Celebrate Your Turflessness

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One of the most ridiculous things about brick-and-morter church is the astonishing waste of square footage.

Sunday School wings that sit vacant 167 out of 168 hours (or 99.4% of the time) each week.

Sanctuaries that *might* get twice as much usage: perhaps 98.8% vacant.

Teensy offices to house part-time staff so they can feel claustrophobic for the 10 hours per week they’re in the building, while there’s tens of thousands of square feet sitting utterly unoccupied.

And yet the first question anyone who’s never been part of a church plant asks is inevitably — you guessed it! — “When do you plan on getting a building?”

My response?

“Never.”

The easiest way to get outside of the “four walls” of the church is to not have “four walls” to begin with.

Don’t whine about having to set up chairs and tables. Celebrate the fact that you get to configure them in whatever way you want. Don’t complain about not having an office. Celebrate the fact that you can work anywhere–at the library, coffee shop, or at your kitchen table. Don’t fret about not having your own turf. Celebrate the fact that your church is a body and not a building. And celebrate the fact that you aren’t wasting real estate and the money and energy it costs to maintain it for the 8,632 hours annually that your church is scattered into its neighborhoods and vocations.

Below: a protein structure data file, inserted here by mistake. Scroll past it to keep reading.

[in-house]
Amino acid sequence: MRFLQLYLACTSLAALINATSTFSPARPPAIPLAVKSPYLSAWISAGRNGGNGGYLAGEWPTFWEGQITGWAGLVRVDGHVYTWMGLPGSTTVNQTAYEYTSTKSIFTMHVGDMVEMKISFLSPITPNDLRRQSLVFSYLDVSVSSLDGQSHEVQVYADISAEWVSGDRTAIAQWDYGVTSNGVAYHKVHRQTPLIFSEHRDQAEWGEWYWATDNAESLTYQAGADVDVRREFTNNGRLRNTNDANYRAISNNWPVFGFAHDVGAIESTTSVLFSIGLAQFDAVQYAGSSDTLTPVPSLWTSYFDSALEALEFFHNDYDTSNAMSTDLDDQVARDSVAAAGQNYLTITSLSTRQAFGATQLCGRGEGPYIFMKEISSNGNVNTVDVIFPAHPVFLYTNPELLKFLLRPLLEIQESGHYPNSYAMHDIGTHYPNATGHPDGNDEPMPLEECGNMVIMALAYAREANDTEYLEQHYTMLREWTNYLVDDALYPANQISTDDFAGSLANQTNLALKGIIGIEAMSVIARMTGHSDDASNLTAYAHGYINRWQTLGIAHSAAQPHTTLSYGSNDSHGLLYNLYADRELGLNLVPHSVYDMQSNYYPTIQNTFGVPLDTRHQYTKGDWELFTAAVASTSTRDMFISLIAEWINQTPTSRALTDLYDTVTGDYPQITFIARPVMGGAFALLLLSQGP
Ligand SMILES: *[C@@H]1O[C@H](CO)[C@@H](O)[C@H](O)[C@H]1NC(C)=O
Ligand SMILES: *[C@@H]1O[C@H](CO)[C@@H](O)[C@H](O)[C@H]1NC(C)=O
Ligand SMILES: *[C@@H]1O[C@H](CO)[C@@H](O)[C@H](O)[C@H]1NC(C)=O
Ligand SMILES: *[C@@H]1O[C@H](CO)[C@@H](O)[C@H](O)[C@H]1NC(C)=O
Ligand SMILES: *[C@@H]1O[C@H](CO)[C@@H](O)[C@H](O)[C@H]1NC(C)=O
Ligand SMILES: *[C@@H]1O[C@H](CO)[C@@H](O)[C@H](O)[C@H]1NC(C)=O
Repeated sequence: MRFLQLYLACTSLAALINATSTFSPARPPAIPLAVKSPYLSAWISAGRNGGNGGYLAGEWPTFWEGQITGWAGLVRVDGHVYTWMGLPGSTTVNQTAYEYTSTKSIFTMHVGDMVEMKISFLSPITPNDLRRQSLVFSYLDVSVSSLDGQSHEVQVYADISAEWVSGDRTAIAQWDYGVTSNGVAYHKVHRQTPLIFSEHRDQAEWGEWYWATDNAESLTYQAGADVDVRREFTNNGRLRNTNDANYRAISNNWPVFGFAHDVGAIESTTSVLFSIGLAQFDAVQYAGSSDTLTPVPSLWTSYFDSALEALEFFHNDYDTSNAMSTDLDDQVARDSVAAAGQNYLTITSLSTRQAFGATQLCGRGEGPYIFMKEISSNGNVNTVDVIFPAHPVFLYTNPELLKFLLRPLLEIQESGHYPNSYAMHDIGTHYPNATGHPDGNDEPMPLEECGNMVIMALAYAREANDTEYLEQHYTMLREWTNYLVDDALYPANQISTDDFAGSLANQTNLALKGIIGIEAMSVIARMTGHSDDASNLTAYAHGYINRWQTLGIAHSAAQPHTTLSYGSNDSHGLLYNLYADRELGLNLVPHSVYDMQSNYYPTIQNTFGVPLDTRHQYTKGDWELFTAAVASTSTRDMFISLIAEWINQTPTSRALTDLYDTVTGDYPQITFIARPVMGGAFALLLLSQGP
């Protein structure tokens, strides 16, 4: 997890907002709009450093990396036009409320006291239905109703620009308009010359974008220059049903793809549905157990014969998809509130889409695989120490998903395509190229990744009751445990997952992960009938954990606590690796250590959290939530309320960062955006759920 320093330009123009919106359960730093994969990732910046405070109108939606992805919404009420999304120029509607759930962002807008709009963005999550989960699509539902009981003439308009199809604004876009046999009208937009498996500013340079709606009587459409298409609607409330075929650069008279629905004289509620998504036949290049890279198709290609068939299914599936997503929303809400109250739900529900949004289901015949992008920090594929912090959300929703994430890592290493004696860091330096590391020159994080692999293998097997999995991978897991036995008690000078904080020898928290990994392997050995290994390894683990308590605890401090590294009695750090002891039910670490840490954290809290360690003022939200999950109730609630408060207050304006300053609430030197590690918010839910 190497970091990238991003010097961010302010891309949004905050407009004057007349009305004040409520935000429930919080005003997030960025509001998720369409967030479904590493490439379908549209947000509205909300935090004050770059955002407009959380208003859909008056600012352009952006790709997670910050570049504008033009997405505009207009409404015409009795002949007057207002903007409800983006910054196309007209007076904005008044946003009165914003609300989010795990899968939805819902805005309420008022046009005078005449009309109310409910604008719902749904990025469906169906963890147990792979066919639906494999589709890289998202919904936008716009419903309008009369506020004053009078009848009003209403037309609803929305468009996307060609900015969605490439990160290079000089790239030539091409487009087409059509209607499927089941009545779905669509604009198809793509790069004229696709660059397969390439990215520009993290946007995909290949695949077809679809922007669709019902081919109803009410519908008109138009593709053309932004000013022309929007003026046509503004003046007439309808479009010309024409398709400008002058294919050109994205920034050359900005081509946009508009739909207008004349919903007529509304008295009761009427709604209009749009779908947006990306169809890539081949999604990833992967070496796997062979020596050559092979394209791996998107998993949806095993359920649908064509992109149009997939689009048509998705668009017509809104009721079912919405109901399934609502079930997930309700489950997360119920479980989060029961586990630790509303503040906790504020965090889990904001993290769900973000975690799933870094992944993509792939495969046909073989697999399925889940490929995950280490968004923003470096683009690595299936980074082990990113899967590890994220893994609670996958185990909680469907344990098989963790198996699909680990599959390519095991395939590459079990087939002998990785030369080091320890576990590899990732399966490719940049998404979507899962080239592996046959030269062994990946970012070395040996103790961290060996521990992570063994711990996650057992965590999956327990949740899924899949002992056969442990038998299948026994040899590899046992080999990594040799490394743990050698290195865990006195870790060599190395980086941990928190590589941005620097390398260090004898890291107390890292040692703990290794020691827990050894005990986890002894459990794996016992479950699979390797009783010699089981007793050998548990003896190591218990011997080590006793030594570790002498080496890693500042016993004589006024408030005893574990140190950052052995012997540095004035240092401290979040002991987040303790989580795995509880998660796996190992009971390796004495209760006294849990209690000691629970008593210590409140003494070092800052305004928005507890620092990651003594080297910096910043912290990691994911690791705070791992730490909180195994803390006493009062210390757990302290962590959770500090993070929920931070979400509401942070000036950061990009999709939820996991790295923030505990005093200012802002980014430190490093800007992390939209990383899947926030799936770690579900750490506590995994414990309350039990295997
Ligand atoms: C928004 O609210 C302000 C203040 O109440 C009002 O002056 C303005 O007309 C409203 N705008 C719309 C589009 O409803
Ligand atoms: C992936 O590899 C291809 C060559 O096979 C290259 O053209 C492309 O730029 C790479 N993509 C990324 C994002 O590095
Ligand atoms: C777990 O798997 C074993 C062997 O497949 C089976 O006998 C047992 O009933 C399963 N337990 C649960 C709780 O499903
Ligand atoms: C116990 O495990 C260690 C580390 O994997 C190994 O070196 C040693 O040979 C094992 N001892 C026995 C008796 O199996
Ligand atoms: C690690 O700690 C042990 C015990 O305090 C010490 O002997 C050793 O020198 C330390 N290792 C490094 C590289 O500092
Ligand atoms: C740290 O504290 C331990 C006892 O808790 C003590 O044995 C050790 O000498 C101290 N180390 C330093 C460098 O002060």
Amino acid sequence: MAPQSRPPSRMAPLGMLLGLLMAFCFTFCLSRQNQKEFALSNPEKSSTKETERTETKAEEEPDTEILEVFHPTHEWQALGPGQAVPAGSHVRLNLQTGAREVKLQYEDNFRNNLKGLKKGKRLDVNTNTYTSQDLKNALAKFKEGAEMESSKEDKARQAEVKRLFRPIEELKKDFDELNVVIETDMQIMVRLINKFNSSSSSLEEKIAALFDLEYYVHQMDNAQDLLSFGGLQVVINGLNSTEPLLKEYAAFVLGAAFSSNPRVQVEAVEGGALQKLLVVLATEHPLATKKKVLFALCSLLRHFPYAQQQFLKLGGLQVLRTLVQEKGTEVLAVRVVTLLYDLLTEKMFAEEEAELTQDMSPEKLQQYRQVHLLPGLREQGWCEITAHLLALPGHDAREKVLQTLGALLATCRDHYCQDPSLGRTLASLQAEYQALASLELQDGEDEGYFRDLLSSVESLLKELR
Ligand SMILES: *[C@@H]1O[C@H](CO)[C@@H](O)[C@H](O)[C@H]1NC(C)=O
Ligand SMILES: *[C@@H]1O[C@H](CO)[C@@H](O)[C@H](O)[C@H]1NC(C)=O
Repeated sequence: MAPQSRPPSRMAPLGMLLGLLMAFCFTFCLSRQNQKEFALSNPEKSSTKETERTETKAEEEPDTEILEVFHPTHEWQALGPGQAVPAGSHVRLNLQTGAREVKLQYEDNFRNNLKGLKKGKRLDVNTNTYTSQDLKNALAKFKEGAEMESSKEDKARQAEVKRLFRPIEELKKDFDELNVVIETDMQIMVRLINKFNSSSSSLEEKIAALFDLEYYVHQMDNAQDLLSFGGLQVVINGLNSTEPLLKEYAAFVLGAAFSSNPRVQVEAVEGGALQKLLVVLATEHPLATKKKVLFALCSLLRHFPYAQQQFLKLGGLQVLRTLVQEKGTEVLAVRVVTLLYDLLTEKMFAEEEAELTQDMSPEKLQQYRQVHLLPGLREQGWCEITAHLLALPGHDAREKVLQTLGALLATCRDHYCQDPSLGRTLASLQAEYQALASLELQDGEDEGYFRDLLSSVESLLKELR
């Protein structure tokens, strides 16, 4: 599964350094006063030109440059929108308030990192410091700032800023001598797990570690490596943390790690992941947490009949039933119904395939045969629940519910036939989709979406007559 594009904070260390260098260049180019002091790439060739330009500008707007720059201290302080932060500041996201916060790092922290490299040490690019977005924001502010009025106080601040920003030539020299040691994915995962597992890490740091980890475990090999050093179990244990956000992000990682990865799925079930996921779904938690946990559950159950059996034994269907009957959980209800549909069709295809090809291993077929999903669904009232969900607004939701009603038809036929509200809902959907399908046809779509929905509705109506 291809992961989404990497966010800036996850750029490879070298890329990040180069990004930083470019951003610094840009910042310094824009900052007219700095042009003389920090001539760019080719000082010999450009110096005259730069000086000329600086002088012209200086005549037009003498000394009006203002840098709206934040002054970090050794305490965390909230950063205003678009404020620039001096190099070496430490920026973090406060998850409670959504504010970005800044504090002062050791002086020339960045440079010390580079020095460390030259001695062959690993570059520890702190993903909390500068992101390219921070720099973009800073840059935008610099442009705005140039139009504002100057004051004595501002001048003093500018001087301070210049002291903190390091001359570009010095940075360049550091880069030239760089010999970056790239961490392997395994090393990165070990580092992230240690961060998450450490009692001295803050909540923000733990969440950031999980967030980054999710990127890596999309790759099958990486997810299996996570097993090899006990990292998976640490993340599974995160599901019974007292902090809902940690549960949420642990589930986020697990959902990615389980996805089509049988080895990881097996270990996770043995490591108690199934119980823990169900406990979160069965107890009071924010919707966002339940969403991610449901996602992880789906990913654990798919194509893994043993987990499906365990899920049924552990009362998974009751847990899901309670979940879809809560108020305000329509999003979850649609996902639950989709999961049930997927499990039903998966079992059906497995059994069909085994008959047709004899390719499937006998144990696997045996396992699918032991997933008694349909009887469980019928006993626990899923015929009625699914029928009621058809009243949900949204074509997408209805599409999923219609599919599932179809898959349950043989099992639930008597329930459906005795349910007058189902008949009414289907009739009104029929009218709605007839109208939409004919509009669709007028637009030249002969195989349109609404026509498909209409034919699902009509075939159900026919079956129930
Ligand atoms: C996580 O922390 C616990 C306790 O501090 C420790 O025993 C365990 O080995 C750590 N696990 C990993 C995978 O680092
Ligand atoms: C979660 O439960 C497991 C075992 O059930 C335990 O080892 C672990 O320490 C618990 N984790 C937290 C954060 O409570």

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9 thoughts on “Celebrate Your Turflessness

  1. I agree with this. We’ve been renting/sharing a church building with an aging Disciples of Christ church for nearly seven years. It’s been a great relationship and we’ve benefitted a lot from it. Most importantly, it enabled us to hire an assistant pastor which was a huge blessing. Our time here may be ending soon, but I have no interest in looking to build or buy.

      • I’ve been putting out some feelers regarding the possibility of doing another church share. With a growing decline in the mainline protestant churches more are becoming open to it. We’ve also looked at a local high school with an auditorium that might open up. We’ll see.

  2. Pingback: Don’t Plant a Building | Gardens Don't Launch

  3. Hmmm, do you think more churches will have ‘yolked’ buildings? Maybe two missional churches, perhaps from different denominations and/or theological traditions yolk together in sharing a building (mortgaged or rented)? This may not be your ideal, Andy, but it seems to be better stewardship than the current model.

    • I like that idea as an alternative to the present wastefulness. But I’m still not entirely sure that a 7-day church building is ever even close to necessary.

      If even corporations are considering “coworking” space as part of the necessary agility to compete today, it ought to be instinctual for churches, which are inherently more mobile than corporations.

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